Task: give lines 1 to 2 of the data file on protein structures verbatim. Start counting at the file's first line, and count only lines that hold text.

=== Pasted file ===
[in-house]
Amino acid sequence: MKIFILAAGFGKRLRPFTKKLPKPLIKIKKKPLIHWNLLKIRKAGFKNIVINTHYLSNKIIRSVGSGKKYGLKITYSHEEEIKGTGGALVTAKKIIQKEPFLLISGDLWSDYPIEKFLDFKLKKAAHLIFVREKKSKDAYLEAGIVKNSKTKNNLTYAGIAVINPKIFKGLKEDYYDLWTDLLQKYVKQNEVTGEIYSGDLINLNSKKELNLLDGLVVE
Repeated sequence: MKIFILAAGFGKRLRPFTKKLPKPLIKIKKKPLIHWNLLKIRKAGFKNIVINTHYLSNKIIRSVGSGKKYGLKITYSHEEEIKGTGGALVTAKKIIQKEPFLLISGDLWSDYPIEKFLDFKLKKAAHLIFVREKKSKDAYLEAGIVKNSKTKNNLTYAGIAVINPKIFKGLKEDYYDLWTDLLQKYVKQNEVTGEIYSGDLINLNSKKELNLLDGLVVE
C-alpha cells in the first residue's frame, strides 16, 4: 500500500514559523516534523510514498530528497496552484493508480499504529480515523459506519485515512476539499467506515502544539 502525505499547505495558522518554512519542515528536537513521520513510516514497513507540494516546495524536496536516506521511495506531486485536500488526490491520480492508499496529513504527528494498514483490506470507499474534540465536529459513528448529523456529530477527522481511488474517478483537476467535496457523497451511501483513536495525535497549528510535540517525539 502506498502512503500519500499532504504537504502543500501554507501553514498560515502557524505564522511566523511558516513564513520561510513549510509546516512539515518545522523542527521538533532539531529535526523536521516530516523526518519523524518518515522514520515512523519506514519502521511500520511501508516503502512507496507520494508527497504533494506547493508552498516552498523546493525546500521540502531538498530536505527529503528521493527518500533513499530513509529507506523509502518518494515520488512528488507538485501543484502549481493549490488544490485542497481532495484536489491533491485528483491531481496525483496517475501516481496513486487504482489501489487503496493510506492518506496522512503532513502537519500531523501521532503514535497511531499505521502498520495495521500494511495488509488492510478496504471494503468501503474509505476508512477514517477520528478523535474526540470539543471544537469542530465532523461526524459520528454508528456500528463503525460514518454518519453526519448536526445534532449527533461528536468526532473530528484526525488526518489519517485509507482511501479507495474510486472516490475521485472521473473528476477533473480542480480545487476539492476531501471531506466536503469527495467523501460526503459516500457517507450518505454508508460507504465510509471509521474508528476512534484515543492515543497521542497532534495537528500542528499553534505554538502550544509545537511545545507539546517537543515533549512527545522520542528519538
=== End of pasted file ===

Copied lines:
[in-house]
Amino acid sequence: MKIFILAAGFGKRLRPFTKKLPKPLIKIKKKPLIHWNLLKIRKAGFKNIVINTHYLSNKIIRSVGSGKKYGLKITYSHEEEIKGTGGALVTAKKIIQKEPFLLISGDLWSDYPIEKFLDFKLKKAAHLIFVREKKSKDAYLEAGIVKNSKTKNNLTYAGIAVINPKIFKGLKEDYYDLWTDLLQKYVKQNEVTGEIYSGDLINLNSKKELNLLDGLVVE